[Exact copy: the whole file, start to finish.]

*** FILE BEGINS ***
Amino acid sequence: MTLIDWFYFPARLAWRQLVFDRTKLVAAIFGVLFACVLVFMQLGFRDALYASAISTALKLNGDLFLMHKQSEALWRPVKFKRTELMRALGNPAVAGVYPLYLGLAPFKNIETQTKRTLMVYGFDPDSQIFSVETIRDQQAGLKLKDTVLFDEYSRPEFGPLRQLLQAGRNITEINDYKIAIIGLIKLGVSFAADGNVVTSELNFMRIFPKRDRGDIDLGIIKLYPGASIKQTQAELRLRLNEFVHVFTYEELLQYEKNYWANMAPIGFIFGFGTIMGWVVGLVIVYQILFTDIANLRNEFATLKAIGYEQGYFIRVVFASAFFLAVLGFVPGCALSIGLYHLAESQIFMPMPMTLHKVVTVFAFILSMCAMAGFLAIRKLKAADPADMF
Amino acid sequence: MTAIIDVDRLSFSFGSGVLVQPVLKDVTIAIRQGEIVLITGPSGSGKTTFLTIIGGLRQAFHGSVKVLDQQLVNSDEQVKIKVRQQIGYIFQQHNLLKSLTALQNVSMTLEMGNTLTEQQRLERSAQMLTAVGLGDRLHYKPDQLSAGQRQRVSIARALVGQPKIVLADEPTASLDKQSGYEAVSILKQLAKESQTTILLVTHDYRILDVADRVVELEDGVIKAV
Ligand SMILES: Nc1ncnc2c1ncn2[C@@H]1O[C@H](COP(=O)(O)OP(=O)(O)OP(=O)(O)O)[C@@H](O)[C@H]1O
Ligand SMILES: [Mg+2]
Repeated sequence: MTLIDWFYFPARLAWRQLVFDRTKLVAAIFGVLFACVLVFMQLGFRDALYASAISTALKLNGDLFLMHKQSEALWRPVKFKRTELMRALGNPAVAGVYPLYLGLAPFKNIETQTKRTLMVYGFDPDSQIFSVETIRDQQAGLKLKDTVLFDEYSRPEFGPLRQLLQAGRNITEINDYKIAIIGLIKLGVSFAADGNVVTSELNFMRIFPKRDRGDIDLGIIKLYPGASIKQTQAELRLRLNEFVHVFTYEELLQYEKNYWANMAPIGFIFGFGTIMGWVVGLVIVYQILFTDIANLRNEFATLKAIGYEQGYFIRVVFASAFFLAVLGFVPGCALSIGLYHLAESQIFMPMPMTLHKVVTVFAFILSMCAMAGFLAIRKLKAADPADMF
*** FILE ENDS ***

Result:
Amino acid sequence: MTLIDWFYFPARLAWRQLVFDRTKLVAAIFGVLFACVLVFMQLGFRDALYASAISTALKLNGDLFLMHKQSEALWRPVKFKRTELMRALGNPAVAGVYPLYLGLAPFKNIETQTKRTLMVYGFDPDSQIFSVETIRDQQAGLKLKDTVLFDEYSRPEFGPLRQLLQAGRNITEINDYKIAIIGLIKLGVSFAADGNVVTSELNFMRIFPKRDRGDIDLGIIKLYPGASIKQTQAELRLRLNEFVHVFTYEELLQYEKNYWANMAPIGFIFGFGTIMGWVVGLVIVYQILFTDIANLRNEFATLKAIGYEQGYFIRVVFASAFFLAVLGFVPGCALSIGLYHLAESQIFMPMPMTLHKVVTVFAFILSMCAMAGFLAIRKLKAADPADMF
Amino acid sequence: MTAIIDVDRLSFSFGSGVLVQPVLKDVTIAIRQGEIVLITGPSGSGKTTFLTIIGGLRQAFHGSVKVLDQQLVNSDEQVKIKVRQQIGYIFQQHNLLKSLTALQNVSMTLEMGNTLTEQQRLERSAQMLTAVGLGDRLHYKPDQLSAGQRQRVSIARALVGQPKIVLADEPTASLDKQSGYEAVSILKQLAKESQTTILLVTHDYRILDVADRVVELEDGVIKAV
Ligand SMILES: Nc1ncnc2c1ncn2[C@@H]1O[C@H](COP(=O)(O)OP(=O)(O)OP(=O)(O)O)[C@@H](O)[C@H]1O
Ligand SMILES: [Mg+2]
Repeated sequence: MTLIDWFYFPARLAWRQLVFDRTKLVAAIFGVLFACVLVFMQLGFRDALYASAISTALKLNGDLFLMHKQSEALWRPVKFKRTELMRALGNPAVAGVYPLYLGLAPFKNIETQTKRTLMVYGFDPDSQIFSVETIRDQQAGLKLKDTVLFDEYSRPEFGPLRQLLQAGRNITEINDYKIAIIGLIKLGVSFAADGNVVTSELNFMRIFPKRDRGDIDLGIIKLYPGASIKQTQAELRLRLNEFVHVFTYEELLQYEKNYWANMAPIGFIFGFGTIMGWVVGLVIVYQILFTDIANLRNEFATLKAIGYEQGYFIRVVFASAFFLAVLGFVPGCALSIGLYHLAESQIFMPMPMTLHKVVTVFAFILSMCAMAGFLAIRKLKAADPADMF